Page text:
Many assume that before currency existed, people would trade goods through a barter system. This idea was created by 18th century Europeans hypothesizing about how markets worked before a state regulated currency. But in reality, we have no historic or anthropological evidence that this ever occurred. None at all, even in isolated societies that don’t have money for their internal exchanges.

Let’s think about it for a minute. If you make hats for a living, you need to barter your hats for food. But if you’re a skilled haberdasher, making a quality hat will take you a day or two and use lots of materials. To survive, you need to find someone who doesn’t already have a hat and is willing to trade you several days worth of food for it. And it better be something that won’t spoil, since you can’t trade part of a hat for a single meal.

To make another hat, you need to find a cloth maker that either doesn’t have one of your hats or is well off enough to collect them. Once you’ve made hats for all of your suppliers, you’ll need to start making your own cloth and hat pins, etc. That means making a hat takes even more time. A haberdasher’s trip to the market soon looks like a run to CostCo!

As we can see, barter is impractical for supporting any degree of workforce specialization. Maybe you could make it work for absurdist fiction held together by logic similar to Terry Prachett’s Disc World. But the rest of us need something a bit more practical.

Small Communities and Mutual Obligations

A group of Indian women making bamboo products they intend to sell in Dumka, Jharkhand by Jaimoen87 used under CC BY-SA 3.0

Once we leave the imagination of Enlightenment thinkers and enter the real world, we see a few different stages of development for economic exchanges. On the smallest scale, we have systems of mutual debts. My hunting went poorly one day, so you share some fish with me. On another day fishing is scarce, so I share part of a deer with you.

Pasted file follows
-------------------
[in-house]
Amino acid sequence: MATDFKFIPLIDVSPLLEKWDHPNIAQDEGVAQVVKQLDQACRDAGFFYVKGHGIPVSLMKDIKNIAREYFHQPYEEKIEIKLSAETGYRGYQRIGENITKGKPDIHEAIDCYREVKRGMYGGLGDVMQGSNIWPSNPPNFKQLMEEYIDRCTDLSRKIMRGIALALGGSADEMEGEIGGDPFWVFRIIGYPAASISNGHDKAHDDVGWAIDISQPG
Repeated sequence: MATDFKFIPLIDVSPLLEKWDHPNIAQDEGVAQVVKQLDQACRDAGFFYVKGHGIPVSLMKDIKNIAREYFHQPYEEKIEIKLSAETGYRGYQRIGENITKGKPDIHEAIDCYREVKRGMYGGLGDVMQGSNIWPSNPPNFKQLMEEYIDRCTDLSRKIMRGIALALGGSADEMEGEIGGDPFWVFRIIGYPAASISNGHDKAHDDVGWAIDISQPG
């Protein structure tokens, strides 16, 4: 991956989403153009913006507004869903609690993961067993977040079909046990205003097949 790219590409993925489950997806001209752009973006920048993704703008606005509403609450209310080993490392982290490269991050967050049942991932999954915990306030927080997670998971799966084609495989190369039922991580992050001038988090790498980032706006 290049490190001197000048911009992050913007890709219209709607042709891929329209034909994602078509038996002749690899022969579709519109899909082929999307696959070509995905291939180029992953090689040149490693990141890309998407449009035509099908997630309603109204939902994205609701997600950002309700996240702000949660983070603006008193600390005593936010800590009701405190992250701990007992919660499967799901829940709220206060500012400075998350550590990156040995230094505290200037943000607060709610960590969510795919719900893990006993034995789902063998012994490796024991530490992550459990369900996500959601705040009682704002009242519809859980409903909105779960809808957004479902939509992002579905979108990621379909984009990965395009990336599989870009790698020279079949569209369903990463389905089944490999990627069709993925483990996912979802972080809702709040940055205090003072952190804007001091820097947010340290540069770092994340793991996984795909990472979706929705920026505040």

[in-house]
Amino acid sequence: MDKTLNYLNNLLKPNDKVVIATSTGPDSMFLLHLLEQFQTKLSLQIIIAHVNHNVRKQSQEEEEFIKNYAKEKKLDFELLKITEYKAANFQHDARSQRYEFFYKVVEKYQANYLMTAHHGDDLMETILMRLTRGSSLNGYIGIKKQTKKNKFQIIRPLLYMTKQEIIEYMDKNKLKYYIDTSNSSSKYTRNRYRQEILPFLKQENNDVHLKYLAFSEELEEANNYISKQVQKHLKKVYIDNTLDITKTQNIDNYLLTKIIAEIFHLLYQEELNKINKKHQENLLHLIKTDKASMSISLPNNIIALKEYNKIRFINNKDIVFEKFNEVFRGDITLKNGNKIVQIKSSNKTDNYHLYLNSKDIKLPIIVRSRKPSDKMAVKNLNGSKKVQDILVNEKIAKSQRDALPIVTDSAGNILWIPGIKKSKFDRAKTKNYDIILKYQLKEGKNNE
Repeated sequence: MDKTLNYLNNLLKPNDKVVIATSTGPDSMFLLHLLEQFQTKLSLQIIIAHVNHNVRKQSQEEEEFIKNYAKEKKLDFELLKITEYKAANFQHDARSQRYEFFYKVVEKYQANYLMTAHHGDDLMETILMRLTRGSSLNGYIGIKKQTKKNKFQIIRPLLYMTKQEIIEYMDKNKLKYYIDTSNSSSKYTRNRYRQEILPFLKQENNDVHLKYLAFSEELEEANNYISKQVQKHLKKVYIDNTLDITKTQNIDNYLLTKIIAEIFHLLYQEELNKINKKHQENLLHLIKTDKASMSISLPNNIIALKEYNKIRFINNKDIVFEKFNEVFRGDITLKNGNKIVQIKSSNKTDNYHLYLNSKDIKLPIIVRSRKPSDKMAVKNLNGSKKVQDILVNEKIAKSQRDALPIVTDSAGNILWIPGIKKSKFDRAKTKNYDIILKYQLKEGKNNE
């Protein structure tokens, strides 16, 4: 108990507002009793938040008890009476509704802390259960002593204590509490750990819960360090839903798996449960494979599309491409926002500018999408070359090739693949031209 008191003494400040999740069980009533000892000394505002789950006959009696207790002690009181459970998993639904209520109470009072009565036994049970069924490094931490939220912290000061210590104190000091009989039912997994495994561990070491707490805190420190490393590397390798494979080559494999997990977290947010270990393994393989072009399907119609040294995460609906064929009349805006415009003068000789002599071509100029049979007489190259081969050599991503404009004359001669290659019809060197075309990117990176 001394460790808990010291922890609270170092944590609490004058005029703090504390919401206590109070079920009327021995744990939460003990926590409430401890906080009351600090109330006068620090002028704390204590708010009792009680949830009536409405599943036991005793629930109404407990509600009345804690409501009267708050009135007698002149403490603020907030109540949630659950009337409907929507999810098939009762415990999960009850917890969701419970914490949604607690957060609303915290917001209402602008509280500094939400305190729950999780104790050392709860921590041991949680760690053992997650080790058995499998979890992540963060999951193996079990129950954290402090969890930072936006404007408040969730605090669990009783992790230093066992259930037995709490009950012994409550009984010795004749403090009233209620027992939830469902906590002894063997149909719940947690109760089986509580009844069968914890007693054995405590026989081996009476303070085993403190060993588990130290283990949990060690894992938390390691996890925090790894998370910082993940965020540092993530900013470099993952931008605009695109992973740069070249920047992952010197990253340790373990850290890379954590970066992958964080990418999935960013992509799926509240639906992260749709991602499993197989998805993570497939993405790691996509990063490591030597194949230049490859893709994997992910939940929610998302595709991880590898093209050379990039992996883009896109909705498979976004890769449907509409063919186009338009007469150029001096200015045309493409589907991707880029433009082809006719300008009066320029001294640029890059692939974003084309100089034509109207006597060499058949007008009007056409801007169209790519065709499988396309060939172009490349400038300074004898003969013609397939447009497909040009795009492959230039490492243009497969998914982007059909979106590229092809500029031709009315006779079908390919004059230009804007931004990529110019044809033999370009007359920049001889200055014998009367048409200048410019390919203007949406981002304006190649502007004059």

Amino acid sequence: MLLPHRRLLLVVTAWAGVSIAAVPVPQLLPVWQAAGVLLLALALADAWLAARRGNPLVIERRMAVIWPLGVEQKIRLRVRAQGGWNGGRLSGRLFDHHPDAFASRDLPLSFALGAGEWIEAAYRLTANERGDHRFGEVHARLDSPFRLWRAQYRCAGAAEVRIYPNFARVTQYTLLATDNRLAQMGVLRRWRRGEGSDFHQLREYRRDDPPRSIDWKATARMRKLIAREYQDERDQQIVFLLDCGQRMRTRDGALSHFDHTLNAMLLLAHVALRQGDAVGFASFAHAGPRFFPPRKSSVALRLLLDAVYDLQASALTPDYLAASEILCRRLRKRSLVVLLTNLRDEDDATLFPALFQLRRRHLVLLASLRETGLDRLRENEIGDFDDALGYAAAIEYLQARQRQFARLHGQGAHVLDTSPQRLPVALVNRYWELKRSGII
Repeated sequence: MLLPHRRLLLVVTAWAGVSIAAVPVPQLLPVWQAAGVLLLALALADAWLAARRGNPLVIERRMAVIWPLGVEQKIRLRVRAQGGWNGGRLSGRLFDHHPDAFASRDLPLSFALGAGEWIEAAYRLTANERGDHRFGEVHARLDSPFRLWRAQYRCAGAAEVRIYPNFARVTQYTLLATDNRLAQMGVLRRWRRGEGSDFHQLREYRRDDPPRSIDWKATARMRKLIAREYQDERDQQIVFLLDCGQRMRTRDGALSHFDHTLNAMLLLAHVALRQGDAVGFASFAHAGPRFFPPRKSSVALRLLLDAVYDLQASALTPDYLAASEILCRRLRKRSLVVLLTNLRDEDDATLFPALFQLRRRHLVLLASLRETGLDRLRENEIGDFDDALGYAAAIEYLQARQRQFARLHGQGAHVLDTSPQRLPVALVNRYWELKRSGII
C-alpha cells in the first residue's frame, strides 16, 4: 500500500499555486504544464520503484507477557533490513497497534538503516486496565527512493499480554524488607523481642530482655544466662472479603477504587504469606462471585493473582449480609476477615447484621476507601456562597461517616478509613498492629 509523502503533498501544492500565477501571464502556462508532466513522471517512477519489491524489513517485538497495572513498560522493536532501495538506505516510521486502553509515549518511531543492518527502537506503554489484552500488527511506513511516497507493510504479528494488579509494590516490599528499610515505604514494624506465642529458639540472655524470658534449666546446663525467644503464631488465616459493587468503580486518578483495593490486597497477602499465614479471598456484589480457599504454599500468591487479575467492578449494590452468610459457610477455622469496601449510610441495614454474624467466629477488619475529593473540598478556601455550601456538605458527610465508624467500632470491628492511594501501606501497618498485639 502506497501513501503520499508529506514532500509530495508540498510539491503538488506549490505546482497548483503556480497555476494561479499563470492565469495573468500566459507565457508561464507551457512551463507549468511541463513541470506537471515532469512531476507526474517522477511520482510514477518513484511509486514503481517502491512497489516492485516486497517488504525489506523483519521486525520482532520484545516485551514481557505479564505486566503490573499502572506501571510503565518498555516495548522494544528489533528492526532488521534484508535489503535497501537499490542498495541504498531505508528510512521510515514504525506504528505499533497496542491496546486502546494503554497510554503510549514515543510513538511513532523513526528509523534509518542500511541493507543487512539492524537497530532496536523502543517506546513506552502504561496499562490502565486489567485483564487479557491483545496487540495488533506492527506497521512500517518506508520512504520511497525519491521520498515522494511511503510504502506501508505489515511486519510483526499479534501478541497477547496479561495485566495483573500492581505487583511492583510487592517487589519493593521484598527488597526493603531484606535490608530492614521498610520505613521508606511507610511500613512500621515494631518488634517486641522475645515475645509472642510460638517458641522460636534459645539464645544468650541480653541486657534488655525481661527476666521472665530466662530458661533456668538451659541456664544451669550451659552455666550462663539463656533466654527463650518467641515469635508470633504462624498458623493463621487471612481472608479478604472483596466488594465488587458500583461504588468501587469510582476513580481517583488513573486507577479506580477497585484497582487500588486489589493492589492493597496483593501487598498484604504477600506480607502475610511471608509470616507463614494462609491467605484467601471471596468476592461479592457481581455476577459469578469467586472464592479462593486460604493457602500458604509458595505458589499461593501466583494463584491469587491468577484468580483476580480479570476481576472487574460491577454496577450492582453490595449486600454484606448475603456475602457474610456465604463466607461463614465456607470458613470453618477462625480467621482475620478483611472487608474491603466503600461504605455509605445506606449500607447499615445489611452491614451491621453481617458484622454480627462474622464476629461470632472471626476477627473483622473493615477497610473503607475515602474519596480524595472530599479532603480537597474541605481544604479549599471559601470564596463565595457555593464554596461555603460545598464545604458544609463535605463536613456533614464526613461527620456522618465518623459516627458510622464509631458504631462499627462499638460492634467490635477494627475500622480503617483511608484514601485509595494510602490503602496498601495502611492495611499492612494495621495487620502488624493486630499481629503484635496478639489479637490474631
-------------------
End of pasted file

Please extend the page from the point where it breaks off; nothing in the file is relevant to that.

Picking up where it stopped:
This is often called an egalitarian society, characterized as not having individual ownership. When you look below the surface, however, you find it is a series of mutual obligations. If I’ve received help from you in the past, I am obligated to return the favor when you need it, and vice-versa.

The process starts because friends and family are reluctant to let each other die of hunger. Once this system of mutual debts takes root, the threat of ostracization perpetuates it. If everyone in your small community knows that you don’t fulfill your obligations, they won’t be willing to help you.


Aindrui is part of a village hunting party stalking dire wolves that have been killing their herds. On the third day of the hunt, his party crosses a hazardous river and his companion, Sheila, loses her spear. Aindrui, the most skilled craftsmen of the group, fashions a new one for her that evening. They don’t discuss a price or when Sheila will repay him. Aindrui knows Sheila will not hesitate to reciprocate if he needs her help in the future. Besides, their hunt won’t succeed unless she’s armed with a reliable weapon.

Trade and Accounting of Debts

Sumerian Accounting Tablet
Economic tablet with numeric signs. Proto-Elamite script in clay, Susa, Uruk period (3200 BC to 2700 BC). Department of Oriental Antiquities, Louvre. by Marie-Lan Nguyen used under CC BY 2.5

An economic system of obligations requires a level of trust that is difficult to maintain on a larger scale. If a merchant trades with a large number of people on a frequent basis, they won’t trust everyone to repay informal obligations. To overcome this obstacle, people created ways of accounting for the value of goods and debts owed.